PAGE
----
Well, things went from funny to not-so-funny that night when I went into my office to check email, and – oh, Lord – there was a mouse on my desk. A mouse. On my desk. We’ve lived here for 10 years and have never had a mouse in the house. In the garage, yes, because we live sort of in the country and sort of not, but we've never had a mouse in the house. It’s bad enough that it was in the house, but on my desk? My Desk?! Where I write and create and, and ... My desk is sacrosanct! And not only was it on my desk, it left droppings between Roget’s Super Thesaurus and Harbrace’s College Handbook, 11th Edition! Droppings! And do you think Rick was here to play the hero? Of course not. So I did what I always do in such situations, I called my daughter ... NOT the one who set my phone to whistle. She said what she always says in such situations, “Mom, just come over and spend the night.” It was tempting, but I just couldn’t. I had to deal with this. So with her on the line, I went to the garage to get one of the mousetraps Rick had set out there. In the process I set off the alarm, which I forgot to disarm before I opened the door. Great. But I got one of the traps, put it in a strategic place, then went to my bedroom, where I settled in to watch TV – with my feet off the floor. Not 10 minutes later I hear a SNAP! Oh. Lord. Sure enough, I’d caught the critter. So now what? I wasn't going anywhere near it. Bottom line, my son-in-law came over first thing next morning and got rid of it for me. He earned points that day, believe me, lots of points.
And then there was a December night a couple of years ago when I was sitting watching TV about 10:00, when suddenly it sounded like Santa and his reindeer had landed on the roof. As much as I hoped that was the case, I had a feeling there was another reason for the racket. So I called my daughter, said I was going outside to investigate and wanted her with me, so to speak, you know, just in case ... Again, she invited me to spend the night, and it was tempting, especially as the racket continued to escalate right above my head. But I mustered my courage and went outside to see what I could see. Which was nothing. And yet the noise continued. Which meant it wasn’t on the roof, it was in the attic space of my house. Crap. To make a long story short, whatever it was occupied that space the entire week Rick was gone, and made its presence known every single night when the sun went down. It woke me up from a dead sleep one night, sounding like it was dragging an anvil across the attic floor – right above my bed. What was it?! Where was it?! What was it dragging?! More important, could it see me through the heating and air conditioning vents? We’ll never know, because I never heard it again after Rick got home. Not ever.
Then there was my personal favorite. Several years ago, when Rick and I became empty nesters, he built a lovely home for us in the country. To me, it was like living on the backside of the moon, but Rick was in heaven. He decided to raise longhorn cattle, and got two calves to start our herd. We named those calves after our two little granddaughters, so don’t you know they were the safest cattle in the county? Not gonna land on anyone’s dinner plate. Ever. Well, Rick was in the Philippines, and the phone rang early one morning, waking me out of a sound sleep. A woman said to me, without even a hello, “Your cows are in my yard,” and she hung up. I lay there with the phone in my hand, trying to make sense of this crazy call. “Your cows are in my yard ... your cows are in my ...“My cows? Are in your yard?!? What?! ” I throw back the covers, get dressed, pop my contacts in, grab my purse, run to the car, back out of the driveway, and— Wait. Who called? Whose yard are my cows in?? I have no idea. But I drive around the “neighborhood” looking for my cows, feeling like Little Bo Peep. I can’t find them. And what the heck am I going to do if I do find them? So I go back home, wondering what in the world to do, when the phone rings again. This time it’s my neighbor, Kathy, who lived on the acreage behind our acreage, who was like the unofficial, self-appointed neighborhood watch captain. She knew everything that went on, at all times. And she said to me, “Sharon, are you looking for your cows?” Am I looking for my cows? Really? How could she possibly– I felt like I was in an episode of The Twilight Zone. “Yes, I am," I said. "I’m looking for my cows.” And she tells me they’re in so-and-so’s yard. So I drive over there, and sure as the world, there’s Haleigh and Katelyn in my neighbor’s yard, and her husband is trying to herd them back to our pasture. City girl that I am, I am not equipped to handle such a crisis. I don’t even own a pair of boots. What am I going to do? And then I remembered ... one of the guys who worked for my husband was a real, live cowboy. He came, rounded up our cattle and mended the fence so they couldn’t get out again.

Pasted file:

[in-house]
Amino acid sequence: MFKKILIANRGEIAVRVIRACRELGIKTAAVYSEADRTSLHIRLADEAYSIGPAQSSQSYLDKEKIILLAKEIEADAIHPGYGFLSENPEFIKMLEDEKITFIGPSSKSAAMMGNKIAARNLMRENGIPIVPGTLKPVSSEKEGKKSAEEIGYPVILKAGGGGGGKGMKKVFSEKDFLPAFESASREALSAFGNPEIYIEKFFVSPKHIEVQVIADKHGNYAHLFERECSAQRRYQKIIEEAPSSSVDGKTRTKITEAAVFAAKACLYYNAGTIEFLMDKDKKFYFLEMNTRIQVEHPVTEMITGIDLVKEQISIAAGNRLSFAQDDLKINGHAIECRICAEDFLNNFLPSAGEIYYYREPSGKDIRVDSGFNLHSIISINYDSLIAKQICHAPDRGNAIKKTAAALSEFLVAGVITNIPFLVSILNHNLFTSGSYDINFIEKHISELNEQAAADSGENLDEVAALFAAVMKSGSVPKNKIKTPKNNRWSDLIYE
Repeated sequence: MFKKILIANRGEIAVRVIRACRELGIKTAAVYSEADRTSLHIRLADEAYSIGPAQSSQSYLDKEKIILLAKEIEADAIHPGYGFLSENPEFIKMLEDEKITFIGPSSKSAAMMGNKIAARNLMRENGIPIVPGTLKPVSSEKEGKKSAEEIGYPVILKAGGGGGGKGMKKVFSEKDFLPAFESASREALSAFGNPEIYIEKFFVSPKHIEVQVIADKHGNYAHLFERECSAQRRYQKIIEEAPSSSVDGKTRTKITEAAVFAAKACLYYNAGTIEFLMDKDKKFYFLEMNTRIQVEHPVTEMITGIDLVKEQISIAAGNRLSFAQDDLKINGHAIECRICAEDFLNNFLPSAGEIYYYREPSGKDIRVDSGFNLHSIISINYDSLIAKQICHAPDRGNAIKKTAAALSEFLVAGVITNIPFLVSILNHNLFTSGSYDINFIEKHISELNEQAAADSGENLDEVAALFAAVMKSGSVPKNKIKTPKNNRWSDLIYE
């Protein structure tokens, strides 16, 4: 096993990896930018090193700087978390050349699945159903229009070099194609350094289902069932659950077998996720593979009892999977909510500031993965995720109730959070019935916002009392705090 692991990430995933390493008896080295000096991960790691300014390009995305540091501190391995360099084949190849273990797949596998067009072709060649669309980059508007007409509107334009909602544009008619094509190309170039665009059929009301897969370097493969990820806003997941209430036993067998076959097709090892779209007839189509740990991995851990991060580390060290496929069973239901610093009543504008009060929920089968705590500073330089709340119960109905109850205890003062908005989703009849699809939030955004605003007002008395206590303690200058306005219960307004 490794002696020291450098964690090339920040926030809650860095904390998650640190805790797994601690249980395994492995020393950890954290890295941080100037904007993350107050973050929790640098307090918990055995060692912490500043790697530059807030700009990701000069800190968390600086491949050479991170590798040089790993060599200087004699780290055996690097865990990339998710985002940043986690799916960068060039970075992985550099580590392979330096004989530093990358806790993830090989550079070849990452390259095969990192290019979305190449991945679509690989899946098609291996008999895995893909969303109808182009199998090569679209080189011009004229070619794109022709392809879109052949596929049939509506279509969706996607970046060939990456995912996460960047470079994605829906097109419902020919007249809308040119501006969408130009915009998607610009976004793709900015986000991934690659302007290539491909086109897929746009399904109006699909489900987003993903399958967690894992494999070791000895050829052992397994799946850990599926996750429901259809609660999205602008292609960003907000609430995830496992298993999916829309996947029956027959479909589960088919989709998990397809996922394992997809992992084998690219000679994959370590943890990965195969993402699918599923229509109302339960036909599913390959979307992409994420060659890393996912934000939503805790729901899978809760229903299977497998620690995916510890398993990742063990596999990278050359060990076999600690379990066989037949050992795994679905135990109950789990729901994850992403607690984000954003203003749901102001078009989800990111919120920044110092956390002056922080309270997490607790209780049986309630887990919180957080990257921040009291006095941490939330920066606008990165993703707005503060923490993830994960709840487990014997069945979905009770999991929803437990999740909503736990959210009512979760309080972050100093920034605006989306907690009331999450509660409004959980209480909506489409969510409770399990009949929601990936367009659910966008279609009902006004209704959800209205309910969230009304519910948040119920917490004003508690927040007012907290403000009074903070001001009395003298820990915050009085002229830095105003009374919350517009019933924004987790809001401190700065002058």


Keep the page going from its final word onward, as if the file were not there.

It wasn’t long after that we sold the house.
What does any of that have to do with writing? It’s all fodder, my friend. All fodder.
Okay, so here’s what this post is really supposed to be about. I’m getting ready to start a new novel. I’m excited and scared all at the same time. This is the longest period of time I’ve gone without writing (several months), and I’m feeling very wobbly, hoping I’ll soon get a good grip on the handle bars. In my plot there’s a woman in her late 20s who is guardian to her 12-year-old niece, and has been since the girl was 4. She’s a good provider and very loving, but there’s a threat that she may lose custody ... and I need to know why. I don’t want the reason to be cliche, i.e., child protective services stepping in for some reason; health issues for the woman, etc. I have a direction I’m considering, but I’d love to get your thoughts. Any suggestions?